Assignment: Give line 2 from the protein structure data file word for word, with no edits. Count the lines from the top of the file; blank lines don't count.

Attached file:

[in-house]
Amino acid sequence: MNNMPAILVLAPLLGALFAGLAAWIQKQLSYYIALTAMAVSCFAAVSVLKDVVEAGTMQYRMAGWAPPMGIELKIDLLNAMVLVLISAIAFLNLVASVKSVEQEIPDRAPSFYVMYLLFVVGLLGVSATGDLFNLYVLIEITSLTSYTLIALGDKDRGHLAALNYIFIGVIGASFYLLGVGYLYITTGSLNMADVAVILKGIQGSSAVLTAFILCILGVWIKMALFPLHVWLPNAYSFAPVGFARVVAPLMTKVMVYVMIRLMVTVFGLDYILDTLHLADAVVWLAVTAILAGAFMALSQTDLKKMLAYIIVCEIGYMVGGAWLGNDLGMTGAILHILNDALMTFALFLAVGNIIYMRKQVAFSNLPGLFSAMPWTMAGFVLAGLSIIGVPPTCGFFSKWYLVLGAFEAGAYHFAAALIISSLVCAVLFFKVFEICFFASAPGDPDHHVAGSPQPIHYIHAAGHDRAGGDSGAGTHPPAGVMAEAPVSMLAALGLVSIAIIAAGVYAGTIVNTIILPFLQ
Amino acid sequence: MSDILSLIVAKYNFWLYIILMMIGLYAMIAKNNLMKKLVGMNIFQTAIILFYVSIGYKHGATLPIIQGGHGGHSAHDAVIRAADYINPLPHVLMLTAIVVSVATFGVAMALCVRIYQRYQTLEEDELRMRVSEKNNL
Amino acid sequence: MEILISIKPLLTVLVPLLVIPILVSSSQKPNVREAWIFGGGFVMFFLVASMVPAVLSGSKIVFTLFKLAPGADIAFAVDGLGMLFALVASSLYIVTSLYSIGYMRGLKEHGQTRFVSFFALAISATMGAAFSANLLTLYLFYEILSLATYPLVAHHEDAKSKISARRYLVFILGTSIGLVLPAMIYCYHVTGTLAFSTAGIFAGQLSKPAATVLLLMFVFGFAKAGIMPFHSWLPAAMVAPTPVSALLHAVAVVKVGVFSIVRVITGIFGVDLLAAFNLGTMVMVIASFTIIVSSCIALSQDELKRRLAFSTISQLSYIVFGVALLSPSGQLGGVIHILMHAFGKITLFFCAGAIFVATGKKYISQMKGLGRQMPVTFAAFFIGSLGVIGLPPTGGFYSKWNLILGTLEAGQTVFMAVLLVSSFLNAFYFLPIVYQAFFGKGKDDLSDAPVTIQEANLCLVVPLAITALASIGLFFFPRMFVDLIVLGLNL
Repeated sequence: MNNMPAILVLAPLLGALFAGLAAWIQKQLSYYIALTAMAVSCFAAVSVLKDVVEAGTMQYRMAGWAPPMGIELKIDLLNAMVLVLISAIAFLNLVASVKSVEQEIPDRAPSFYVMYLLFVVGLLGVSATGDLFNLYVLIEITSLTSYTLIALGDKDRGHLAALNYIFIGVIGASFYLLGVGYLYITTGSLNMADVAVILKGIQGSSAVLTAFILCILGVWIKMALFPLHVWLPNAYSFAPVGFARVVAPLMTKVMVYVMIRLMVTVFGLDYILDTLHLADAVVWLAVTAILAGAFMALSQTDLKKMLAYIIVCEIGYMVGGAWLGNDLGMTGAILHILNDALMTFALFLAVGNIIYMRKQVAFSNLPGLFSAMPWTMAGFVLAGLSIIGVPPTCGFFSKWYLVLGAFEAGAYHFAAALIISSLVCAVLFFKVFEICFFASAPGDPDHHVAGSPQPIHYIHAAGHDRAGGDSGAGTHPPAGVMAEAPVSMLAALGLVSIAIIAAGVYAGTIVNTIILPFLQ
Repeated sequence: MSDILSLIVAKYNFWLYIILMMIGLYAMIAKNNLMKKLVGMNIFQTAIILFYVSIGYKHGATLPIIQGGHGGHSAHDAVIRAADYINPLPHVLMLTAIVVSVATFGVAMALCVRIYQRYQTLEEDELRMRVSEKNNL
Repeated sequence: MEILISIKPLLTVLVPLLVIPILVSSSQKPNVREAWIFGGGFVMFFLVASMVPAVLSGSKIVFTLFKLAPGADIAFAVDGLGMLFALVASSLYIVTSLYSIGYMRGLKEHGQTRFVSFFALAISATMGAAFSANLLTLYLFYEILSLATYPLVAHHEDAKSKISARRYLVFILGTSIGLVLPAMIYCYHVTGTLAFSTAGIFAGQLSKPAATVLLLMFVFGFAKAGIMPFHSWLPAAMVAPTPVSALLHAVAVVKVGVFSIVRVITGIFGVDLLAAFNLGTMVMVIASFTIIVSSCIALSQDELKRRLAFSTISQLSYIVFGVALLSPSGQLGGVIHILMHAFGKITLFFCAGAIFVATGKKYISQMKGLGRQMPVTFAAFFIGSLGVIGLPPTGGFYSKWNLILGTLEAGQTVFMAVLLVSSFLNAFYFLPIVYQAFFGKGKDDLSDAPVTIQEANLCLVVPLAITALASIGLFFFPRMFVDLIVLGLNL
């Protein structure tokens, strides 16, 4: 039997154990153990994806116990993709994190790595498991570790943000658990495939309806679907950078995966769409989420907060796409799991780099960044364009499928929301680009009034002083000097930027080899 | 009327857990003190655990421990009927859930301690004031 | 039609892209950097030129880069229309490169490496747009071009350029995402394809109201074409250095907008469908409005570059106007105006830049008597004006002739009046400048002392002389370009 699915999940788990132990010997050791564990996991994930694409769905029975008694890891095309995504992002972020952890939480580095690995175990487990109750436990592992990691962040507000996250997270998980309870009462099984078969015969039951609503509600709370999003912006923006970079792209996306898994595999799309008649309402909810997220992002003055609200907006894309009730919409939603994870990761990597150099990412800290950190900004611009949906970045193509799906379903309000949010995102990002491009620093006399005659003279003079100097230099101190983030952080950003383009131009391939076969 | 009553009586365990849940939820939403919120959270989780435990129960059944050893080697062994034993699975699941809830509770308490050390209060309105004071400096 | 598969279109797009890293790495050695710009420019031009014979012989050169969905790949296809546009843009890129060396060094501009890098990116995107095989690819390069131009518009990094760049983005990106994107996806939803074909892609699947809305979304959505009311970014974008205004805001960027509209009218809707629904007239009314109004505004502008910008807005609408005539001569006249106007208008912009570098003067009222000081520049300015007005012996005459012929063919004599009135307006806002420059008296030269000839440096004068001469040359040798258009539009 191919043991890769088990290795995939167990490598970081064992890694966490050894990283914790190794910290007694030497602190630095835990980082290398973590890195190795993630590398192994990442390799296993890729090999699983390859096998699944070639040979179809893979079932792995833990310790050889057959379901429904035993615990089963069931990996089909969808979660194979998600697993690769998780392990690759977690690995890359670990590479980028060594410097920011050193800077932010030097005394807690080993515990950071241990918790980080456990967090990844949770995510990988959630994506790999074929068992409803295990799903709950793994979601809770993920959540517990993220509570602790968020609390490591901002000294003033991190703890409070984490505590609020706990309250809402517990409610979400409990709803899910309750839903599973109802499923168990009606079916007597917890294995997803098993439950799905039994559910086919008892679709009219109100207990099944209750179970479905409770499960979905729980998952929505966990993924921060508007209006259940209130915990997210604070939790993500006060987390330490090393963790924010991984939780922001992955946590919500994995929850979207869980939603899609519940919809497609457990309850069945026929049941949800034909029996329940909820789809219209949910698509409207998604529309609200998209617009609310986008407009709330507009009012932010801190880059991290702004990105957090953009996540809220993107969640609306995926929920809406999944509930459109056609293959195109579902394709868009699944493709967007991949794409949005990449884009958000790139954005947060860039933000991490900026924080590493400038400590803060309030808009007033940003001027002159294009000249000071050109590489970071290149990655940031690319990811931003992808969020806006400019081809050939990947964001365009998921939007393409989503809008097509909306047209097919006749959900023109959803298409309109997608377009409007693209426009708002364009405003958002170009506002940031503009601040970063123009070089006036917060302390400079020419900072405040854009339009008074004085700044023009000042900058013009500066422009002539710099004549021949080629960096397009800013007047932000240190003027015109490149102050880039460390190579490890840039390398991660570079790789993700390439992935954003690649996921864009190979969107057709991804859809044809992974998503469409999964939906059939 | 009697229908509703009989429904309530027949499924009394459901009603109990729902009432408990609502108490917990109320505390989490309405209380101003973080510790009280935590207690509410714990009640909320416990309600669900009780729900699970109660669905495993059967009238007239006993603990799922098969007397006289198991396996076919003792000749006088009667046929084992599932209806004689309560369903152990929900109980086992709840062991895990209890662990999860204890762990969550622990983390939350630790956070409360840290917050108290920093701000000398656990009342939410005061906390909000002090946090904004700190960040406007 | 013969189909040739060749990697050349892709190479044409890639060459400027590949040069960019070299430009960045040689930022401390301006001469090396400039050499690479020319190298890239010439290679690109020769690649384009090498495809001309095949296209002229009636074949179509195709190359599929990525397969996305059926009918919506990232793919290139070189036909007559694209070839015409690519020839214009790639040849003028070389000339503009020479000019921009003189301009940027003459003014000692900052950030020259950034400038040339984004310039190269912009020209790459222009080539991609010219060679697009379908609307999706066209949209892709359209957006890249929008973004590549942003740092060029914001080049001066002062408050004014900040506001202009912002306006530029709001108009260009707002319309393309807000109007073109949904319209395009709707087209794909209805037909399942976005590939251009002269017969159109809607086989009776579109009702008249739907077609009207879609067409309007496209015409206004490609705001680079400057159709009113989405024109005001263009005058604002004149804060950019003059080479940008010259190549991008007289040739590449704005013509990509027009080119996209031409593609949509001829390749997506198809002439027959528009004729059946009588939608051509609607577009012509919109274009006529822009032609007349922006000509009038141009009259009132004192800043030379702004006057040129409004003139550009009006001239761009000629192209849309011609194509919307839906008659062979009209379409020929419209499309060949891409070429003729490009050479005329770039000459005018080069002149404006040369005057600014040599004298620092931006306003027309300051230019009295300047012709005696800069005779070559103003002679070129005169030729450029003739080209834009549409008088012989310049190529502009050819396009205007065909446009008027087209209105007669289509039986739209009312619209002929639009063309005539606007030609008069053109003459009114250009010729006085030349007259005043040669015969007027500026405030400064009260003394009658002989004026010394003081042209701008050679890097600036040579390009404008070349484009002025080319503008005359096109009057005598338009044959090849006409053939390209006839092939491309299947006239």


Amino acid sequence: MNNMPAILVLAPLLGALFAGLAAWIQKQLSYYIALTAMAVSCFAAVSVLKDVVEAGTMQYRMAGWAPPMGIELKIDLLNAMVLVLISAIAFLNLVASVKSVEQEIPDRAPSFYVMYLLFVVGLLGVSATGDLFNLYVLIEITSLTSYTLIALGDKDRGHLAALNYIFIGVIGASFYLLGVGYLYITTGSLNMADVAVILKGIQGSSAVLTAFILCILGVWIKMALFPLHVWLPNAYSFAPVGFARVVAPLMTKVMVYVMIRLMVTVFGLDYILDTLHLADAVVWLAVTAILAGAFMALSQTDLKKMLAYIIVCEIGYMVGGAWLGNDLGMTGAILHILNDALMTFALFLAVGNIIYMRKQVAFSNLPGLFSAMPWTMAGFVLAGLSIIGVPPTCGFFSKWYLVLGAFEAGAYHFAAALIISSLVCAVLFFKVFEICFFASAPGDPDHHVAGSPQPIHYIHAAGHDRAGGDSGAGTHPPAGVMAEAPVSMLAALGLVSIAIIAAGVYAGTIVNTIILPFLQ